Pack it in: a Den mother’s cautionary tail

Dear reader,
It is with great trepidation that I reveal this tale. The mere moments to hastily type this out could result in dire consequences, disturbances so great, I fear for my appendages and mortal soul. I dare not awaken the beast napping mere centimeters from my mouse clicking hand. Time has become my most prized possession and “Quiet Moments of Reflection” are the stuff of dreams and wistful fantasies, relegated to the artists and the unencumbered.

It all started last June; June 3rd to be exact. We were literally three days into our new move, with eighty percent of our belongings still in boxes, the prospects of decorating still draped the air where curtains would soon be. My wife and I were almost as giddy as newlyweds with twice the required limit of Epsom salts and liniments for aching muscles and Ibuprofen.

I had unpacked the kitchen with a newfound domestic territorialism I wasn’t aware I possessed, hissing at my wife when she came near my spice racks or dry foods, like a feral housewife. Being the main meal planner and preparation of culinary delights meant that the kitchen needed to be organized in a way that would make sense to me, not for someone with fabled “common sense”.
It was here, in mid-revelry and visions of projects completed, where our “Welcome” mat was unceremoniously seized and lobbed three counties away by the austere introduction of an 8 pound orphan.

You will never sleep again.
You will never sleep again.

She was a rescue dog in every McLachlan sense of the term: found in a field, scraggly, wrapped in a blanket of fleas, subsisting on the scraps of tamales and the kindness of a Mexican woman who took her for 48 hours. A friend of ours had heard we would someday be looking into getting a dog.  (a “Dog” and “someday” being the operative words here.)

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We had no idea that signing on to adopting this little ball of “yip” and baby fangs just entered us as contestants in a game show where we just picked the goat behind curtain number 3, instead of the trip for two to Tahiti behind curtain number 1.

Welcome to our new lives and Let the Games Begin!

As brand new puppy parents, we were about as prepared as the Pope at a Swinger’s convention. There was the emergency trip to Petco, the bedding, the food, the chew toys, the harness and leash, and the new crate. There were sprays to neutralize pee, and sprays to keep them from eating your linoleum, baby gates to keep your puppy contained, and learning toys to keep them entertained. Then there were the puppy obedience classes, the vaccination schedule, spaying her, and all the vet visits in our future. I believe we blew our daughter’s college fund the first week, along with our retirement.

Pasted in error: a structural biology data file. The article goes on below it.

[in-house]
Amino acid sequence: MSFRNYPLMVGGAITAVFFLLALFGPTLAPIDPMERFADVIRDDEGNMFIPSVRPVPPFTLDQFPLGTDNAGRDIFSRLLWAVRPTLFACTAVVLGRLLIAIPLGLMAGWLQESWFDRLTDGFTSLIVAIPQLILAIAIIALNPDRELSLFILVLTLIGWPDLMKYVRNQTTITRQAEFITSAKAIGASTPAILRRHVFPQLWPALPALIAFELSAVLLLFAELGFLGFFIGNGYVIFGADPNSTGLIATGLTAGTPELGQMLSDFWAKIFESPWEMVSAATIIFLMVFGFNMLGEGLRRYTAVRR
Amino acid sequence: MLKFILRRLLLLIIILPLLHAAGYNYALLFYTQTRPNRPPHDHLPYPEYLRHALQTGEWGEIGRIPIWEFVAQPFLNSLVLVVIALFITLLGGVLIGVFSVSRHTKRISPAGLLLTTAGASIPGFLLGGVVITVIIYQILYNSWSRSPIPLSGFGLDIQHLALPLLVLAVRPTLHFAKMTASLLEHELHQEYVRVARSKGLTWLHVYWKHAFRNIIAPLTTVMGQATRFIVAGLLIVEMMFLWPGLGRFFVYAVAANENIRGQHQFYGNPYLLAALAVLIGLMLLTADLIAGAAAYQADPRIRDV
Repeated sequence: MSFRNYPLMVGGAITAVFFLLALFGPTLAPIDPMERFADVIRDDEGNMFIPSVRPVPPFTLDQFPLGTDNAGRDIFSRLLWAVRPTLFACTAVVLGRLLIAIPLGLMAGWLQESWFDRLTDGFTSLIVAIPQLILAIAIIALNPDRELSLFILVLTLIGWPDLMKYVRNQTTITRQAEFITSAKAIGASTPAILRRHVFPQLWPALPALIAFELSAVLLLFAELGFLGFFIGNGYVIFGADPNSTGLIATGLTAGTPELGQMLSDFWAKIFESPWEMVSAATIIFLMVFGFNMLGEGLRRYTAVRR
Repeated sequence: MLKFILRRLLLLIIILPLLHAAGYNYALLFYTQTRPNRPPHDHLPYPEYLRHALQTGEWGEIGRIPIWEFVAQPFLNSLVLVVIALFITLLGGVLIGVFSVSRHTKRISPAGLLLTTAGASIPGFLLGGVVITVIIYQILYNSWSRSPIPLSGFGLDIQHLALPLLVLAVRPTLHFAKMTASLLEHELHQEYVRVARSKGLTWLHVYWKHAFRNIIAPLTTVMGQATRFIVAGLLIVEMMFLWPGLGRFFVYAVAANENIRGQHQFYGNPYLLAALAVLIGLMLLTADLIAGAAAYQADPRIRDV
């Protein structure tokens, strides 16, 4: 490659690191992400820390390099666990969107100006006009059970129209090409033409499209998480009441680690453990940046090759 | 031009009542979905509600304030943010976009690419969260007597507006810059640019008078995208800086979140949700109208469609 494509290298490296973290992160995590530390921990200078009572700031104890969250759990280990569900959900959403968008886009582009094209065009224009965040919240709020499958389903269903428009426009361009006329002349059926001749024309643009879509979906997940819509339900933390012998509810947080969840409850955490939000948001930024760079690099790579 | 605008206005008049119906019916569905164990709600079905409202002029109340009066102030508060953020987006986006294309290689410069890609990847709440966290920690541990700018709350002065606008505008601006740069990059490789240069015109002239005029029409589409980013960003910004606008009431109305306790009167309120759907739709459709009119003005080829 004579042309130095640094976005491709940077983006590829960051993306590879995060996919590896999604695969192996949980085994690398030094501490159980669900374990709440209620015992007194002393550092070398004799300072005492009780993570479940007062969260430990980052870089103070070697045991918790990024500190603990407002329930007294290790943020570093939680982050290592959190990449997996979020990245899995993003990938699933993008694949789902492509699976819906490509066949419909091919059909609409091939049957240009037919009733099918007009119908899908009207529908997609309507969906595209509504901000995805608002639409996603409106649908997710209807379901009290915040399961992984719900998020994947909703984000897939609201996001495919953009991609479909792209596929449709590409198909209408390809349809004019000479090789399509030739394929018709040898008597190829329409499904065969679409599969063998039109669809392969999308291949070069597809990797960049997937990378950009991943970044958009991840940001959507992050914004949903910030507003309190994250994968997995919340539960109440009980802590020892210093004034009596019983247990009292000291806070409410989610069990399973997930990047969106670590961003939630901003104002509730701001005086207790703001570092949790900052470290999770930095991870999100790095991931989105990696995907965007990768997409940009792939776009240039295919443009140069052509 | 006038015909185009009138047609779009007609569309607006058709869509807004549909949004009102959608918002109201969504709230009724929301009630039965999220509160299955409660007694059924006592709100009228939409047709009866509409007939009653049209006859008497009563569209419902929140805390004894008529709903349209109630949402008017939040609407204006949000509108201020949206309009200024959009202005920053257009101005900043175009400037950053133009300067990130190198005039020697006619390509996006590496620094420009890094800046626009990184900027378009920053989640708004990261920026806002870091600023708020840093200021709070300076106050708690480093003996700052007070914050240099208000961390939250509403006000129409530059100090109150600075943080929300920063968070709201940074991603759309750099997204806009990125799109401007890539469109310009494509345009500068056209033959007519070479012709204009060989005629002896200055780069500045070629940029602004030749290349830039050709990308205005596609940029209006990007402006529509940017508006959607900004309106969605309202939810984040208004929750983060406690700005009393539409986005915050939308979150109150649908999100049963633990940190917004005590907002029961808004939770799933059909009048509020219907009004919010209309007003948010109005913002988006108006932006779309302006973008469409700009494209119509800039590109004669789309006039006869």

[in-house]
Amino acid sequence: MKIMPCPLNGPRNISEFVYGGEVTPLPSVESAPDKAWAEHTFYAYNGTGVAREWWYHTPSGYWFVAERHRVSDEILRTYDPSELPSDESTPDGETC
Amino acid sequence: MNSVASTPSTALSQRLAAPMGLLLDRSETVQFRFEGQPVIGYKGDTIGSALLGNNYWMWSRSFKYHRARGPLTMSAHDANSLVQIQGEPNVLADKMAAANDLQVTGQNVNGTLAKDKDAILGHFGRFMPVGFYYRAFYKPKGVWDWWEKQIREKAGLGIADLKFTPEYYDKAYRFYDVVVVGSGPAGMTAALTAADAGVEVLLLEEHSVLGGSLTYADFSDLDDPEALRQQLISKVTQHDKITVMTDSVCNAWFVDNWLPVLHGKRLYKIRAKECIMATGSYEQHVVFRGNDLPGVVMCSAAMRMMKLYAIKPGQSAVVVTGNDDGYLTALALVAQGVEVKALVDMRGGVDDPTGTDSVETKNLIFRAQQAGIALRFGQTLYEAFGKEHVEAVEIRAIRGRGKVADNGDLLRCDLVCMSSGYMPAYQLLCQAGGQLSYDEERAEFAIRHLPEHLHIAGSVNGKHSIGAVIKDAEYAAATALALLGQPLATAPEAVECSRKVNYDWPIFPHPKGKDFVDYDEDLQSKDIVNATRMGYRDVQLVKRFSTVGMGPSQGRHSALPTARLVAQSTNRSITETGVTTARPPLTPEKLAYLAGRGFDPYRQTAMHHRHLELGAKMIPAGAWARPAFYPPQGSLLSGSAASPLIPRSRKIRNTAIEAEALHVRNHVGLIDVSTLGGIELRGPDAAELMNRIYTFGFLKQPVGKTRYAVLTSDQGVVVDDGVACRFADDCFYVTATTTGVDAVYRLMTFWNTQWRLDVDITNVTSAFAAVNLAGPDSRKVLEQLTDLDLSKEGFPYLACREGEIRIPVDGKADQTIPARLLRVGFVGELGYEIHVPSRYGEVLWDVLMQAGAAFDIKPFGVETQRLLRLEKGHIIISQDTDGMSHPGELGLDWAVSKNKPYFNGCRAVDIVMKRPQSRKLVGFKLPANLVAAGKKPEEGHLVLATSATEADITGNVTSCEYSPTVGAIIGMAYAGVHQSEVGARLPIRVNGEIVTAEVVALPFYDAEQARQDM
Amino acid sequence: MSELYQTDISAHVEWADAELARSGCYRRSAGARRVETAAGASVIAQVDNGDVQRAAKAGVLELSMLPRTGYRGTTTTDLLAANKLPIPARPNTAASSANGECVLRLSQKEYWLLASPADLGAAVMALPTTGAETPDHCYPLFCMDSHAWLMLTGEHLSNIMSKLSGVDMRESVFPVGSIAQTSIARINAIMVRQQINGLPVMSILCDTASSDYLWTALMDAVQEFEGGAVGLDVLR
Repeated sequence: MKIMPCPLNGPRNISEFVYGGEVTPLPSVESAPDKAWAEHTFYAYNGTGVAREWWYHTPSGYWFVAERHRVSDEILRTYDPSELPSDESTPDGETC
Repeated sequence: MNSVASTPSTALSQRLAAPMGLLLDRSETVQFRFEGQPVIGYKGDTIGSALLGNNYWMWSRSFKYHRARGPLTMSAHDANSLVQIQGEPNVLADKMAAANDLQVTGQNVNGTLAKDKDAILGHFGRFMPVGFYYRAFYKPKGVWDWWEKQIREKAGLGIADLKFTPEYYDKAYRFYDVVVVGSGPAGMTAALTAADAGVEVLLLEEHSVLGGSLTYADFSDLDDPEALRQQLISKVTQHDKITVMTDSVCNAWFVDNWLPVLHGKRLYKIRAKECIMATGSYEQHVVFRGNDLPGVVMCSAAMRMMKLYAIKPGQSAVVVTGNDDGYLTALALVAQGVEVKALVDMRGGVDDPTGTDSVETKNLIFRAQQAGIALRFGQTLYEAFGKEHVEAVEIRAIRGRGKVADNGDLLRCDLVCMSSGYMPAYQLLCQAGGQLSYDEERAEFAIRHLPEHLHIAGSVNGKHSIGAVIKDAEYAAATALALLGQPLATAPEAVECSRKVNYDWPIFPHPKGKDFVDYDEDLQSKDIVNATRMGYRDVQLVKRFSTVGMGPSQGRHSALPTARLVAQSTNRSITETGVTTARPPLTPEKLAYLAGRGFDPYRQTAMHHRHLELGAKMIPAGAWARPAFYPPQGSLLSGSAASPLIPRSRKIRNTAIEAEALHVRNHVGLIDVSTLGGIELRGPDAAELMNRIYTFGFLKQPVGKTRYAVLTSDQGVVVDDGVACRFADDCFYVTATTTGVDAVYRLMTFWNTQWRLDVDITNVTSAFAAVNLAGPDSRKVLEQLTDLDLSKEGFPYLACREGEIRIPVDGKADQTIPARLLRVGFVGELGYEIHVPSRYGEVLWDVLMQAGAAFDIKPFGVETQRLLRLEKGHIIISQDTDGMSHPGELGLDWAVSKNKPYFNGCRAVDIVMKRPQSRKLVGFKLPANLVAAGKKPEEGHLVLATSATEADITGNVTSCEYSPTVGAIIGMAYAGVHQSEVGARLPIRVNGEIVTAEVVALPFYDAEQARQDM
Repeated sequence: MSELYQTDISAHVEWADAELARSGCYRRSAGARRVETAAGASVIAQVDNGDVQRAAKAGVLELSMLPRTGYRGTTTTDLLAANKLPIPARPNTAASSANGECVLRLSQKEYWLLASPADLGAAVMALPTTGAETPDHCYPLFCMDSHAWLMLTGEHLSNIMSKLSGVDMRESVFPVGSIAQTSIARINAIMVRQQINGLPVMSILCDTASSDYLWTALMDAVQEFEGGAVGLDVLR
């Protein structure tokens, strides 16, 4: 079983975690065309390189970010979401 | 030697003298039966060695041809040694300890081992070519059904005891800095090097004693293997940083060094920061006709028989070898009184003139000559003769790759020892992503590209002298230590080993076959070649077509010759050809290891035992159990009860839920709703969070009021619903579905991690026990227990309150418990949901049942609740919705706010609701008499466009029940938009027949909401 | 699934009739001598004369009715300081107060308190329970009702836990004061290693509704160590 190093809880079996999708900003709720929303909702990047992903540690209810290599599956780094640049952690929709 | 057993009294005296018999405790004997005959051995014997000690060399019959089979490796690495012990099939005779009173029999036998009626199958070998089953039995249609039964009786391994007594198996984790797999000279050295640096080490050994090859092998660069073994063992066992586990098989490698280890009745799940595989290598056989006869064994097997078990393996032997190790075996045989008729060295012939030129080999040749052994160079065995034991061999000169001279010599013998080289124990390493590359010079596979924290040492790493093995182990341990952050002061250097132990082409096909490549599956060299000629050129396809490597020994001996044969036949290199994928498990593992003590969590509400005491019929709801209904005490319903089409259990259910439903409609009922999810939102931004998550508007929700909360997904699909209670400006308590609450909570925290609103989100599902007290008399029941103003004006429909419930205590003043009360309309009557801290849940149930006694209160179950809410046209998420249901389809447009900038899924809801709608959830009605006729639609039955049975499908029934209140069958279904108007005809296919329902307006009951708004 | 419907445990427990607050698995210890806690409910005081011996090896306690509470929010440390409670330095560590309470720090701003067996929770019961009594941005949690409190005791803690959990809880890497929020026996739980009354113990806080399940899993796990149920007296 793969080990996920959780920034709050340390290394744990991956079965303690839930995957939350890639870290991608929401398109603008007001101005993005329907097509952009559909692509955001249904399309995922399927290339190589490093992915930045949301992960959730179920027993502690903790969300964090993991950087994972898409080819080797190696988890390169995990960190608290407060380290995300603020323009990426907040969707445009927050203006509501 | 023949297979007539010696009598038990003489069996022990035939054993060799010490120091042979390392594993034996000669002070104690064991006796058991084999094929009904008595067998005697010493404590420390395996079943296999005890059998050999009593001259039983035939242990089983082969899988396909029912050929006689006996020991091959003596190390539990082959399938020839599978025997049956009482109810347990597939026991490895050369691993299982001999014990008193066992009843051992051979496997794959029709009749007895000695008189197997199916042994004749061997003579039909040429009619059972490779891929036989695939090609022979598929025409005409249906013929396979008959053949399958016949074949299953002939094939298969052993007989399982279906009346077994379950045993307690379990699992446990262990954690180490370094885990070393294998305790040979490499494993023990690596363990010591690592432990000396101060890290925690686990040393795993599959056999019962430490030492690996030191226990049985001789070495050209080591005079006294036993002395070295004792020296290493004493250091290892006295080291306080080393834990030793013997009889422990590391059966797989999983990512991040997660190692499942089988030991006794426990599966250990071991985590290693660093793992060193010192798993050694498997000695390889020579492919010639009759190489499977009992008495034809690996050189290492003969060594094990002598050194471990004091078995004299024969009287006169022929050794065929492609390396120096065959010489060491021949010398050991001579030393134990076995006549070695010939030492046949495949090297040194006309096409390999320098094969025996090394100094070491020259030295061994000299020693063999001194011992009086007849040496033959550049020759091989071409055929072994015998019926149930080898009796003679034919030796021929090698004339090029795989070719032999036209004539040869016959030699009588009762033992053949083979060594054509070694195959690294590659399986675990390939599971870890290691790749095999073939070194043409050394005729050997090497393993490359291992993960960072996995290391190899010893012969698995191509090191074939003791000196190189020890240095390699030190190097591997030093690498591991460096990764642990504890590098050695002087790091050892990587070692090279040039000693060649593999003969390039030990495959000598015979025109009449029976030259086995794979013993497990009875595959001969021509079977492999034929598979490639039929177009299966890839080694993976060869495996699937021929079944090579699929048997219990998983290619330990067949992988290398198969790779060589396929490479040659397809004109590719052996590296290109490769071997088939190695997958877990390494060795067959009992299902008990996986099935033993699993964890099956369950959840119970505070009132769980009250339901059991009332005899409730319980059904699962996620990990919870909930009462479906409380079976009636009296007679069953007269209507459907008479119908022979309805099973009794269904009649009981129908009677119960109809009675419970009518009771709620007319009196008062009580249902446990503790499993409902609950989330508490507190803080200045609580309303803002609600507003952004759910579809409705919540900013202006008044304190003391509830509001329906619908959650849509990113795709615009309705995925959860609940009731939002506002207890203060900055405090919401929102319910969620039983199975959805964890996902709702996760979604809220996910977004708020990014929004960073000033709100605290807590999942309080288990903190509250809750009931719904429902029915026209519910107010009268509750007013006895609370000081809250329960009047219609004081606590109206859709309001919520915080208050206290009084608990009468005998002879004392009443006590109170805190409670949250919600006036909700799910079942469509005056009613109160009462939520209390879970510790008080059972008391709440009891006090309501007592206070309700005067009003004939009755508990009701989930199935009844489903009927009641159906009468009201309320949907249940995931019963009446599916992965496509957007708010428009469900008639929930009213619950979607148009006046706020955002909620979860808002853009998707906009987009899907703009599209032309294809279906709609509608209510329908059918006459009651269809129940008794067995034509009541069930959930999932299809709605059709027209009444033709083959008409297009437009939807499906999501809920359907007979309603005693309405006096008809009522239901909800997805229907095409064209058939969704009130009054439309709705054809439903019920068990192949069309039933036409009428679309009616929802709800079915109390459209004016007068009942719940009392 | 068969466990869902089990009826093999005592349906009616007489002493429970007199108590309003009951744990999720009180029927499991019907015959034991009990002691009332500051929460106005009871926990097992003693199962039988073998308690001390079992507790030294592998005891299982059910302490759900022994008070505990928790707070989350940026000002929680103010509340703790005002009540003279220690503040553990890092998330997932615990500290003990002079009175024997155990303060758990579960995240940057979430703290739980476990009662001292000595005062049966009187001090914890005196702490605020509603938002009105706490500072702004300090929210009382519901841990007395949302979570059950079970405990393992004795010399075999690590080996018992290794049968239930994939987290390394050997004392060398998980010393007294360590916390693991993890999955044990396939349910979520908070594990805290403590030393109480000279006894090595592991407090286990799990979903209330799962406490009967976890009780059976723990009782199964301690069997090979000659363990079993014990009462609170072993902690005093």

“Name that Dog Breed!: The Family Edition”

We had no clue what kind of dog breed this ball of fluff was, and that alone provided my wife with months of OCD entertainment. She was obsessed. Every day was a new guess and a new epiphany. Every Google search made her more of an expert on dog breeds and behaviors. “She has a little boxer in her. Look at how she boxes with the other dogs.”  “See how she chews up our mail? She sorts it categorically into 3 distinct piles. Only a terrier would do that.”  “Will she pay the bills though?” I asked snidely.

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Whatever breed that strangers would label our dog, would put us into a new mode of trying to decipher what kind of behavior we could hope for or guard against.

“Maybe she is a Basenji. Those are bark-less breeds. Does she bark?”

“Like the hounds of Hell.”

“Maybe not. She might have some Terrier in her. They are really smart but difficult to train.”
“That would explain the 16 weeks of puppy training, and the chewed up graduation ribbons she pooped out last week for “best improved” and “thanks for showing up”.

“Does she show any ‘herding’ instincts?”

“Does grappling our legs before we go down the stairs and hip checking us into the landing count? I just thought she was trying to kill us.”

For Christmas I gave my wife a DNA test for our beastie. We waited 6 weeks for the results and my wife was on the edge of her seat like test results for the Maury Povich show. The up side was that there was no hint of Chupacabra or Antelope that I had been guessing all along. I was a little disappointed. The downside was she was implicated in a drug bust in Vasalia. We quietly burned the papers in the backyard.

“The Pup is Right”